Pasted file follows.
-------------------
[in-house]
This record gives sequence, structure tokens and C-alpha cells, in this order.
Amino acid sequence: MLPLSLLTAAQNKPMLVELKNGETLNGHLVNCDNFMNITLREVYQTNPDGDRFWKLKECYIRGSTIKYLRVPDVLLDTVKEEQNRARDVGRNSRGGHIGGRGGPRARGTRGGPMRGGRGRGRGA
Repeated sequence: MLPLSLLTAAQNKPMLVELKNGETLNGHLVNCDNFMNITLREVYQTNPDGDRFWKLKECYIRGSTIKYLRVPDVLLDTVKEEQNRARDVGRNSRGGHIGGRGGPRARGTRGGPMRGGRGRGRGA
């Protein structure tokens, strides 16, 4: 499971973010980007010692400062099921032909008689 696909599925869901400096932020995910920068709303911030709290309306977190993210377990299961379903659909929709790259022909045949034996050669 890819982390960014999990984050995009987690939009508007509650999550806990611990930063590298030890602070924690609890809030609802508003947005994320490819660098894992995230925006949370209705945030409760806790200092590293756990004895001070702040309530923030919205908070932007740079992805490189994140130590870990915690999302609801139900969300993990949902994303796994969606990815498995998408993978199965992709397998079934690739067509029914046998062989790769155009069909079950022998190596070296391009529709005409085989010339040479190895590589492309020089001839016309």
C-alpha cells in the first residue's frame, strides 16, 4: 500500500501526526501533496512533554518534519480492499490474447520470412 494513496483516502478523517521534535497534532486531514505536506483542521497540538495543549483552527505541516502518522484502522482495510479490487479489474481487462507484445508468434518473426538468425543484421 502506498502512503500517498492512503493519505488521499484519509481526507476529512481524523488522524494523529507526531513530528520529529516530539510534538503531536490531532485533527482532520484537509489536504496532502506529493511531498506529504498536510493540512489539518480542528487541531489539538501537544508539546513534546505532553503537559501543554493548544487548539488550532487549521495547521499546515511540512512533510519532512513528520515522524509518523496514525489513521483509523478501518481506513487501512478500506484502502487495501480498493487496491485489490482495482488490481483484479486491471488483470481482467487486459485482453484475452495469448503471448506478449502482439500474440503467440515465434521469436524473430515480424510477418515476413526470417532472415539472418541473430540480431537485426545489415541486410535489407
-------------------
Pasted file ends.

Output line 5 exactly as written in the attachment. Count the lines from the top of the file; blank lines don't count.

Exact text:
């Protein structure tokens, strides 16, 4: 499971973010980007010692400062099921032909008689 696909599925869901400096932020995910920068709303911030709290309306977190993210377990299961379903659909929709790259022909045949034996050669 890819982390960014999990984050995009987690939009508007509650999550806990611990930063590298030890602070924690609890809030609802508003947005994320490819660098894992995230925006949370209705945030409760806790200092590293756990004895001070702040309530923030919205908070932007740079992805490189994140130590870990915690999302609801139900969300993990949902994303796994969606990815498995998408993978199965992709397998079934690739067509029914046998062989790769155009069909079950022998190596070296391009529709005409085989010339040479190895590589492309020089001839016309």